Mat­ing and Breed­ing

Landscape (UK) - - Monumental Beauty -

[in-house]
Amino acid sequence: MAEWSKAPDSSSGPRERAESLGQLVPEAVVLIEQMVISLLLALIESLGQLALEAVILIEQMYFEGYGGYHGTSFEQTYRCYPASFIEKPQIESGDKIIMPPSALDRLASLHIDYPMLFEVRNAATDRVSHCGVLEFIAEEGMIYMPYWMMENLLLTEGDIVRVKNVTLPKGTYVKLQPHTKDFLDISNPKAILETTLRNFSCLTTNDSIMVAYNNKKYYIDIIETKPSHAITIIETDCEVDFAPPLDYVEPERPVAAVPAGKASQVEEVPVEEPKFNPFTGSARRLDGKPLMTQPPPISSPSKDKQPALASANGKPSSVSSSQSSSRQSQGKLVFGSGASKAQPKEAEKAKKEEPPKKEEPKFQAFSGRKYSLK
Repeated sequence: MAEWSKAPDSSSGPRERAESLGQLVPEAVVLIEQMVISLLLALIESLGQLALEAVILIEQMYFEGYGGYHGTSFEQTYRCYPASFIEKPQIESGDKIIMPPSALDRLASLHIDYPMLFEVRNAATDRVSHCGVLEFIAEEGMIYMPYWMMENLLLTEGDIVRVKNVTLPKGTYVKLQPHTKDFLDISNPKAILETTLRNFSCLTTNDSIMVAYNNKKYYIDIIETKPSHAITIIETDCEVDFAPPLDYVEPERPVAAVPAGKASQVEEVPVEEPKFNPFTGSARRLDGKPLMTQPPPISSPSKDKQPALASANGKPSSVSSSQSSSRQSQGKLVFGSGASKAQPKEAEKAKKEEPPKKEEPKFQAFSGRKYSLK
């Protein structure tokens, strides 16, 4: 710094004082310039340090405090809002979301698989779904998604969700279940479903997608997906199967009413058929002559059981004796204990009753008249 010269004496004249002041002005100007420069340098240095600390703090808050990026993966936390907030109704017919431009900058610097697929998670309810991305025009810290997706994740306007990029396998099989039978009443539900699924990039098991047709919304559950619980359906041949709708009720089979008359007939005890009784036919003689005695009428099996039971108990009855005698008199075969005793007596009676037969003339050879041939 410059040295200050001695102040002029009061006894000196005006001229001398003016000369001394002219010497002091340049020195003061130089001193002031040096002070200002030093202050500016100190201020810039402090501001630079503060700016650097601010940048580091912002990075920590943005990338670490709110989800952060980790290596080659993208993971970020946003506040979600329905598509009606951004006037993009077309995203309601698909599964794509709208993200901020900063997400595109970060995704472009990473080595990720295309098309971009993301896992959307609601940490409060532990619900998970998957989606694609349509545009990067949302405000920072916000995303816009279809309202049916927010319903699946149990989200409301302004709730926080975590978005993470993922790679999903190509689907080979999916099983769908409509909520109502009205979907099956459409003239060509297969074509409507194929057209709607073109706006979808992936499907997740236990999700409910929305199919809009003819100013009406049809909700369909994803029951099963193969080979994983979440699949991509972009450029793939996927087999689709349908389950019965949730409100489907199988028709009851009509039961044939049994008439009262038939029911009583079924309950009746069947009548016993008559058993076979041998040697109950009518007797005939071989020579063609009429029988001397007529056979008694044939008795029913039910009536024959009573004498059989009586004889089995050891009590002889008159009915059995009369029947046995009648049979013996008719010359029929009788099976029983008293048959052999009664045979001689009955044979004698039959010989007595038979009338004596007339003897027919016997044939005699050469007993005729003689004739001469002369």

Male and fe­male stoats come to­gether just once a year, dur­ing the spring or sum­mer, to mate. Polyg­y­nous in their breed­ing habits, males leave their ter­ri­to­ries and go in search of sev­eral fe­males. Once mated, the fe­male de­lays im­plant­ing the fer­tilised egg for 9-10 months un­til the fol­low­ing spring. This is so she gives birth at the same time ev­ery year. When fi­nally preg­nant, she gives birth af­ter four weeks to a lit­ter of be­tween six and 13 young, known as kits. Be­cause sev­eral males may have mated with a sin­gle fe­male, the lit­ters are of­ten of mixed pa­ter­nity. The off­spring of two or three dif­fer­ent males can be found in the same nest. The young are born in April or May, al­most naked, deaf and blind. Ini­tially, they are fed solely on milk by the fe­male. Their eyes open af­ter two to three weeks. Af­ter four or five weeks, she will start to bring them solid food, though she may con­tinue to give them milk for the fol­low­ing few weeks. Dur­ing this pe­riod a male stoat will of­ten come and im­preg­nate all the fe­male kits while they are still in the nest, and even blind and naked. Like their own mother, they will de­lay im­plant­ing the egg un­til the fol­low­ing year. By the age of seven or eight weeks, the young have grown their first coat of fur. Now they start to hunt with their mother. By 11-12 weeks old they are fi­nally able to hunt by them­selves. Fe­males reach their full size at ap­prox­i­mately six months; males do not do so un­til they are one year old. Stoats are gen­er­ally fairly silent an­i­mals, but some­times make a trilling sound be­fore mat­ing, or hiss or shriek when they are ner­vous or an­gry. The kits are usu­ally more vo­cal, es­pe­cially when play­ing, when they will chirp ex­cit­edly. They can live for five, and in ex­cep­tional cases as long as eight, years. How­ever, most stoats only sur­vive for one or two years, be­cause of pre­da­tion or short­age of food.

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